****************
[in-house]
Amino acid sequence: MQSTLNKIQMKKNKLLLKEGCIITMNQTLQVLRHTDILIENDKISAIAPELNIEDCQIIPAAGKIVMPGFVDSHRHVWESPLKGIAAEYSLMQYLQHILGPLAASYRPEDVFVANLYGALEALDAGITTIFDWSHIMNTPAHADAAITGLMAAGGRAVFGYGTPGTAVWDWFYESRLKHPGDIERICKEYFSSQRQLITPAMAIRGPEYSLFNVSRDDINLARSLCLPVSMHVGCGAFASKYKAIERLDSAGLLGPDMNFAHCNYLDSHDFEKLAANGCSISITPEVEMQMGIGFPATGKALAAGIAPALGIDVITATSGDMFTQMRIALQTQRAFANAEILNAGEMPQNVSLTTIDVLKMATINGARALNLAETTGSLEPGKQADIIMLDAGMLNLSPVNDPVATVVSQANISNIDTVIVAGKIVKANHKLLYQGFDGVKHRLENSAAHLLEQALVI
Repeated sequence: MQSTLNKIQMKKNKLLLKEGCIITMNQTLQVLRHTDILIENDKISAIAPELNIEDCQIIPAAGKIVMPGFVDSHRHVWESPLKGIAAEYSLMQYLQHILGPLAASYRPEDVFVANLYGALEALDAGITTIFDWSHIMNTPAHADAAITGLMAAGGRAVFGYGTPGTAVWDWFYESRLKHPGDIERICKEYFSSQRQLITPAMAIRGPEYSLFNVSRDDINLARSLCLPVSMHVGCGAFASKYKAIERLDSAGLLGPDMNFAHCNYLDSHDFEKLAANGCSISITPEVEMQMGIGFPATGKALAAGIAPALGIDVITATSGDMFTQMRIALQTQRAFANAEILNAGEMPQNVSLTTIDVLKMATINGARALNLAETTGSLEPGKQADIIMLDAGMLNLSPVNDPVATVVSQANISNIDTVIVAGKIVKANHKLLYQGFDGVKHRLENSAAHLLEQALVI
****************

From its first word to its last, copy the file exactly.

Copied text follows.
[in-house]
Amino acid sequence: MQSTLNKIQMKKNKLLLKEGCIITMNQTLQVLRHTDILIENDKISAIAPELNIEDCQIIPAAGKIVMPGFVDSHRHVWESPLKGIAAEYSLMQYLQHILGPLAASYRPEDVFVANLYGALEALDAGITTIFDWSHIMNTPAHADAAITGLMAAGGRAVFGYGTPGTAVWDWFYESRLKHPGDIERICKEYFSSQRQLITPAMAIRGPEYSLFNVSRDDINLARSLCLPVSMHVGCGAFASKYKAIERLDSAGLLGPDMNFAHCNYLDSHDFEKLAANGCSISITPEVEMQMGIGFPATGKALAAGIAPALGIDVITATSGDMFTQMRIALQTQRAFANAEILNAGEMPQNVSLTTIDVLKMATINGARALNLAETTGSLEPGKQADIIMLDAGMLNLSPVNDPVATVVSQANISNIDTVIVAGKIVKANHKLLYQGFDGVKHRLENSAAHLLEQALVI
Repeated sequence: MQSTLNKIQMKKNKLLLKEGCIITMNQTLQVLRHTDILIENDKISAIAPELNIEDCQIIPAAGKIVMPGFVDSHRHVWESPLKGIAAEYSLMQYLQHILGPLAASYRPEDVFVANLYGALEALDAGITTIFDWSHIMNTPAHADAAITGLMAAGGRAVFGYGTPGTAVWDWFYESRLKHPGDIERICKEYFSSQRQLITPAMAIRGPEYSLFNVSRDDINLARSLCLPVSMHVGCGAFASKYKAIERLDSAGLLGPDMNFAHCNYLDSHDFEKLAANGCSISITPEVEMQMGIGFPATGKALAAGIAPALGIDVITATSGDMFTQMRIALQTQRAFANAEILNAGEMPQNVSLTTIDVLKMATINGARALNLAETTGSLEPGKQADIIMLDAGMLNLSPVNDPVATVVSQANISNIDTVIVAGKIVKANHKLLYQGFDGVKHRLENSAAHLLEQALVI